…in the histories of Asia and Africa over the past 200 years, it is Christian medical missionaries who have frequently been the pioneers of rural health care systems, medical education for women, and other under-privileged groups, and the development of special medical techniques (for instance, reconstructive surgery for lepers) which 3rd world conditions required.

Vinoth Ramachandra, Recovery of Missions, p.57

The benefits of the gospel to China

September 10, 2009

During the 1894 China Japan war over Korea 200 severly wounded Chinese came to the CIM hospital in Chefoo (Yantai, Shandong) from Weihai. Arthur Douthwaite carried out emergency operations on 163 men altogether. At the end of the war a Chinese general came to the hospital, accompanied by a brass band and a unit of soldiers. He erected a gold-embossed inscription expressing the thanks of the Chinese army. When he heard that stone was needed to build a new school at Chefoo he arrnaged for it to be provided from an army quarry and transported by soldiers.

Roger Steer, Hudson Taylor, OMF, 1990, pp.339-340

Also, CIM missionaries John Jones and Hudson Taylor helped opium addicts break their addiction. ibid., pp.144, 156

Make known the ways of God not the white man

September 10, 2009

The customs of the colonised people, their traditions, their myths—above all, their myths—are the very sign of that poverty of spirit and of their constitutional depravity. That is why we must put the DDT which destroys parasites, the bearers of disease, on the same level as the Christian religion which wages war on embryonic heresies and instincts, and on evil as yet unborn. The recession of yellow fever and the advance of evangelisation form part of the same balance-sheet. But the triumphant communiqués from the missions are in fact a source of information concerning the implantation of foreign influences in the ore of the colonised people. I speak of the Christian religion, and no one need be astonished. The Church in the colonies is the white people’s Church, the foreigner’s Church. She does not call the native to God’s ways but to the ways of the white man, of the master, of the oppressor. And as we know, in this matter many are called but few chosen.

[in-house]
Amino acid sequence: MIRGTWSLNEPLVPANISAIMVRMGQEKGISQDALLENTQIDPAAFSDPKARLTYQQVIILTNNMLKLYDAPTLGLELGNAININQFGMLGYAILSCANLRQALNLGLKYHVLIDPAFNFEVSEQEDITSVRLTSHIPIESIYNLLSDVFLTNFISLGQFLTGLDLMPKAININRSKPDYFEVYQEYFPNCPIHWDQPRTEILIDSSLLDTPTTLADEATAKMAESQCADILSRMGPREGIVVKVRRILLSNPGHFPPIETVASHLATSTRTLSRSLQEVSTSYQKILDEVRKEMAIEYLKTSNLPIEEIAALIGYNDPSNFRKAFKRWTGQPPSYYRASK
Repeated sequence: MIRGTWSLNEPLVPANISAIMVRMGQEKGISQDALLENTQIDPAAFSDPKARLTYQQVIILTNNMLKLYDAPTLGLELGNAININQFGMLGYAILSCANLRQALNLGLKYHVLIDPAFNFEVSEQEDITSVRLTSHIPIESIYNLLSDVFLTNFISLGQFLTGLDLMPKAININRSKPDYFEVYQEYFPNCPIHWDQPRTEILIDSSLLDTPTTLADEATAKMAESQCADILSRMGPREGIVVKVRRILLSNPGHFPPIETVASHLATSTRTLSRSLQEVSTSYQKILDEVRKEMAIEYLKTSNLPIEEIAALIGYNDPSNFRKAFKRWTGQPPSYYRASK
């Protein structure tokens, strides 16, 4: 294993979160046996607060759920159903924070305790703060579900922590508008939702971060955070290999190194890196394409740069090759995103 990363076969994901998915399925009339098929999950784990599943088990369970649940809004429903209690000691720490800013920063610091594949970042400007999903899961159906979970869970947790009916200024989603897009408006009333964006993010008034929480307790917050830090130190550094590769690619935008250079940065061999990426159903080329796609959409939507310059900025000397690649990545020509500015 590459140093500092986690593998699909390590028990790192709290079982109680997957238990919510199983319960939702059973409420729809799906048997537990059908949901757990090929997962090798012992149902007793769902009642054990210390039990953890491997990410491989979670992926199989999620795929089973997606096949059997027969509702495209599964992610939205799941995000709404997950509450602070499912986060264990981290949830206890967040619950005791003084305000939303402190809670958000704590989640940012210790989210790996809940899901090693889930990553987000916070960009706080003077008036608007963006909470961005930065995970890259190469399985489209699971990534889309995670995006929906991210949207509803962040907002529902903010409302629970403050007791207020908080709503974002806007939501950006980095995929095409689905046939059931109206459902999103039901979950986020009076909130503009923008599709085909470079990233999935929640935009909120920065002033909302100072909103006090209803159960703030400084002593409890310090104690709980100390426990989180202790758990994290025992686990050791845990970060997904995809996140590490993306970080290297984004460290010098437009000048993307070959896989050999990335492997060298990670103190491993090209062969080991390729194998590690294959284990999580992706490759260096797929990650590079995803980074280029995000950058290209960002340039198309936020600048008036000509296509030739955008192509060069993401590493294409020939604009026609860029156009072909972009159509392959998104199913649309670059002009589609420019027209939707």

FRANTZ FANON, The Wretched of the Earth

Whilst this charge could be levelled in fairness at some missionaries, Fanon surely cannot be speaking of the likes of Hudson Taylor.

The missionary should heed Fanon’s warning, not to stay at home – for the native ‘myths’ he speaks of condemn men to eternal hell –  but to make known the ways of God and not ‘the white man, of the master’.

Missionary Legacy

September 10, 2009

In Kenya, ten of the seventeen members of jomo Kenyatta’s first cabinet were old boys of the interdenominational Alliance High School in Kikuyuland.

It was missionaries who brought the atrocities in the Belgian Congo to the attention of the outside world. Rather than being complicit in Colonial sins, in this case in this case they tried to stop them.

Brian Stanley, Bible and Flag, p.16

Missionaries and Empire

September 10, 2009